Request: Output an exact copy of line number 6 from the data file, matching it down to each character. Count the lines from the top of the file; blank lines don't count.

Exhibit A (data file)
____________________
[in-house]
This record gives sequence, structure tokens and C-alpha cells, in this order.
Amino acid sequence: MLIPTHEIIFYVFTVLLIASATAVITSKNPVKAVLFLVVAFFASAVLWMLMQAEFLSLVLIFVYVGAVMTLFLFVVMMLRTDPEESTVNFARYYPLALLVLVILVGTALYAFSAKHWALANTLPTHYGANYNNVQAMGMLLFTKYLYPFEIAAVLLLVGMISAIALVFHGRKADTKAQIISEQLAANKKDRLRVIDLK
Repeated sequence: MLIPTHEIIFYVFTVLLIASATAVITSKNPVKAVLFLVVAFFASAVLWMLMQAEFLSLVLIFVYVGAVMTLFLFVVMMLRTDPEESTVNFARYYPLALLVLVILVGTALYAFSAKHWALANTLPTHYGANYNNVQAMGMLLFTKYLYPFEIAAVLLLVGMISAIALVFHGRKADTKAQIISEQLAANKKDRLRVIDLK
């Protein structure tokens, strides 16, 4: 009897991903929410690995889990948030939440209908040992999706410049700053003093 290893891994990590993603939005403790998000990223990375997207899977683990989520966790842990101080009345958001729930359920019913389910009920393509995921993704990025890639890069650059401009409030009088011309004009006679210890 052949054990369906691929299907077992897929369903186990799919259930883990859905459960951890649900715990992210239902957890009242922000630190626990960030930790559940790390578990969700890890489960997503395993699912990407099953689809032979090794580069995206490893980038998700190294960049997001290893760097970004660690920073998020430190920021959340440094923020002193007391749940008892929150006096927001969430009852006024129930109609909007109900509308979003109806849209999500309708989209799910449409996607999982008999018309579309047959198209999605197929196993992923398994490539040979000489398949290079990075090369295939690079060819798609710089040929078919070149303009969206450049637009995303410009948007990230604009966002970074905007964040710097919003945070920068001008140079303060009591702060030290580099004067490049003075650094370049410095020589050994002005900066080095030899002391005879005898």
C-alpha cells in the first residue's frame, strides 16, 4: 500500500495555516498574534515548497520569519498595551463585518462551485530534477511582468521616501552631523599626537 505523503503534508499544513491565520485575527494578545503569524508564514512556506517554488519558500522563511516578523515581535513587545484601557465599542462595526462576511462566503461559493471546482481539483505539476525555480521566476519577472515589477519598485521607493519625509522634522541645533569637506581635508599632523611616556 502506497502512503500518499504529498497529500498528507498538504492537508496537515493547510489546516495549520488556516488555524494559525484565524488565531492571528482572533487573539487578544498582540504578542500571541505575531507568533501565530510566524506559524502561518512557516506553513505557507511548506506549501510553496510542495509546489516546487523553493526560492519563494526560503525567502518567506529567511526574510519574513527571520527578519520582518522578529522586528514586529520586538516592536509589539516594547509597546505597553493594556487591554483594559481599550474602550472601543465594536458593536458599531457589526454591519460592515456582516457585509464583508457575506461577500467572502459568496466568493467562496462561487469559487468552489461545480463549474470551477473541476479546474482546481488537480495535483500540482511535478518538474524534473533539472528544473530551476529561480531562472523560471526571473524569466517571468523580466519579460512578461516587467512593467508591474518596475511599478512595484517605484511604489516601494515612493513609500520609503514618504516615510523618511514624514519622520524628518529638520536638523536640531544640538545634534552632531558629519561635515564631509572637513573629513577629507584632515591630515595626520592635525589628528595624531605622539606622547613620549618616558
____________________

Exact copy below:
C-alpha cells in the first residue's frame, strides 16, 4: 500500500495555516498574534515548497520569519498595551463585518462551485530534477511582468521616501552631523599626537 505523503503534508499544513491565520485575527494578545503569524508564514512556506517554488519558500522563511516578523515581535513587545484601557465599542462595526462576511462566503461559493471546482481539483505539476525555480521566476519577472515589477519598485521607493519625509522634522541645533569637506581635508599632523611616556 502506497502512503500518499504529498497529500498528507498538504492537508496537515493547510489546516495549520488556516488555524494559525484565524488565531492571528482572533487573539487578544498582540504578542500571541505575531507568533501565530510566524506559524502561518512557516506553513505557507511548506506549501510553496510542495509546489516546487523553493526560492519563494526560503525567502518567506529567511526574510519574513527571520527578519520582518522578529522586528514586529520586538516592536509589539516594547509597546505597553493594556487591554483594559481599550474602550472601543465594536458593536458599531457589526454591519460592515456582516457585509464583508457575506461577500467572502459568496466568493467562496462561487469559487468552489461545480463549474470551477473541476479546474482546481488537480495535483500540482511535478518538474524534473533539472528544473530551476529561480531562472523560471526571473524569466517571468523580466519579460512578461516587467512593467508591474518596475511599478512595484517605484511604489516601494515612493513609500520609503514618504516615510523618511514624514519622520524628518529638520536638523536640531544640538545634534552632531558629519561635515564631509572637513573629513577629507584632515591630515595626520592635525589628528595624531605622539606622547613620549618616558